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U.S. Army 3rd Infantry Task Force 3-7 soldiers ride atop an armored vehicle during a training exercise near the Iraqi border March 13, 2003 in northern Kuwait. U.S and British forces within the region continue to poise for a possible strike on Iraq. (Photo: Scott Nelson/Getty Images)

'Outrageous': With $700 Billion for Pentagon, Nearly Half of $1.3 Trillion Budget Headed for More War-Making

With that kind of money, say progressives, "we could be ending homelessness, making universal preschool and higher ed available to all, and repairing roads and bridges."

Jessica Corbett

Alarmed anti-war advocates are calling it "outrageous" that nearly half of the $1.3 trillion omnibus spending deal rammed through the Senate in the early morning hours of Friday is heading directly to the Pentagon.

The final deal (pdf)—which, despite a feigned veto threat Friday morning,  President Donald Trump is expected to sign later in the day to avoid another government shutdowncontains $700 billion in military and war spending.

Peace advocates not only disapproved of the $80 billion boost in military spending over the previous budget—they also pointed to how those funds could be used to better serve Americans. As Diane Randall, executive secretary of Friends Committee on National Legislation (FCNL), a Quaker lobby for peace and justice, put it:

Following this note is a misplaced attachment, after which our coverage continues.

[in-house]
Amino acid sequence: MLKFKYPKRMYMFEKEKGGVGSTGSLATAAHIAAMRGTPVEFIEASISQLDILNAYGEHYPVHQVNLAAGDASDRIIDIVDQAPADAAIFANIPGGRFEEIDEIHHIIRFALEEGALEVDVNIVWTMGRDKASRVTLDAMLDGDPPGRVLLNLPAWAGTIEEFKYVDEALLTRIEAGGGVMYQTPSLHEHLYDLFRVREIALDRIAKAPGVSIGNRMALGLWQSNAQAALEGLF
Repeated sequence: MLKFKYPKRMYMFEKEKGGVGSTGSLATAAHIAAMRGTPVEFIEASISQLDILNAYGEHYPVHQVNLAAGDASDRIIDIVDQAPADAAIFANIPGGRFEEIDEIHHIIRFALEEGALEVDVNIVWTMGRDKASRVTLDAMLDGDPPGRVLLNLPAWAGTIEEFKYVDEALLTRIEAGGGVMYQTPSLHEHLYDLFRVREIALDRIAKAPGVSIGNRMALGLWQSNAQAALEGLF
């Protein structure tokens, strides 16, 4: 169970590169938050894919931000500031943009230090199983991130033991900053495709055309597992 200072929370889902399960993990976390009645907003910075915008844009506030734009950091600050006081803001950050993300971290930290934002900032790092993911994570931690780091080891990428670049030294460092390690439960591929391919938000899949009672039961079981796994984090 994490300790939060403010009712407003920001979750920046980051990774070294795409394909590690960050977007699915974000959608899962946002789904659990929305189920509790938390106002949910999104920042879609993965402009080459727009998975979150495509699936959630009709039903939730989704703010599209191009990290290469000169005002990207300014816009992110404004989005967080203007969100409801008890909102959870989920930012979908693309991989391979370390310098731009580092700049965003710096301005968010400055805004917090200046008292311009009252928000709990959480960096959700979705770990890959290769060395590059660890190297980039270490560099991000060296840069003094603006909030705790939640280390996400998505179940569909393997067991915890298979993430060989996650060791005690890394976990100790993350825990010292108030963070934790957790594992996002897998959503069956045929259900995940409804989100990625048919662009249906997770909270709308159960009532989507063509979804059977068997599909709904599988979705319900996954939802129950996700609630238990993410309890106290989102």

While the Senate was deliberating on the spending bill late Thursday, Randall's group shared a Nation article that describes the Trump administration and GOP lawmakers' joint attack on safety net programs, which includes "a proposal to punish immigrants for participating in programs like Head Start; closing a Department of Justice office that was created to make legal aid more accessible; repealing guidance to judges that suggested they consider an individual's ability to pay a fine before allowing her to languish in jail; imposing work requirements and time limits on people who need assistance with healthcare, housing, or food."

As the Republican lawmakers and president aim to make it harder for poor Americans to get by, the $700 billion in defense spending, as CNBC outlines, "will be spread over the Pentagon's base budget of $589.5 billion and $65.2 billion for the overseas contingency operations," which pays for U.S. operations in Afghanistan, Iraq, Syria, Africa, and elsewhere.

It specifically allocates $144.3 billion for military equipment, including Navy ships, F-35 and F/A-18 fighter jets, and the Missile Defense Agency. CNBC notes that "the defense-friendly bill also provides $238 billion for operations and maintenance, $89.2 billion for research and development, and $137.7 billion for personnel pay—a 2.4 percent increase from fiscal year 2017."

This win for the Defense Department—and by extension, its private contractors—comes as Trump has announced that warmonger John Bolton will take over as the president's national security adviser early next month.


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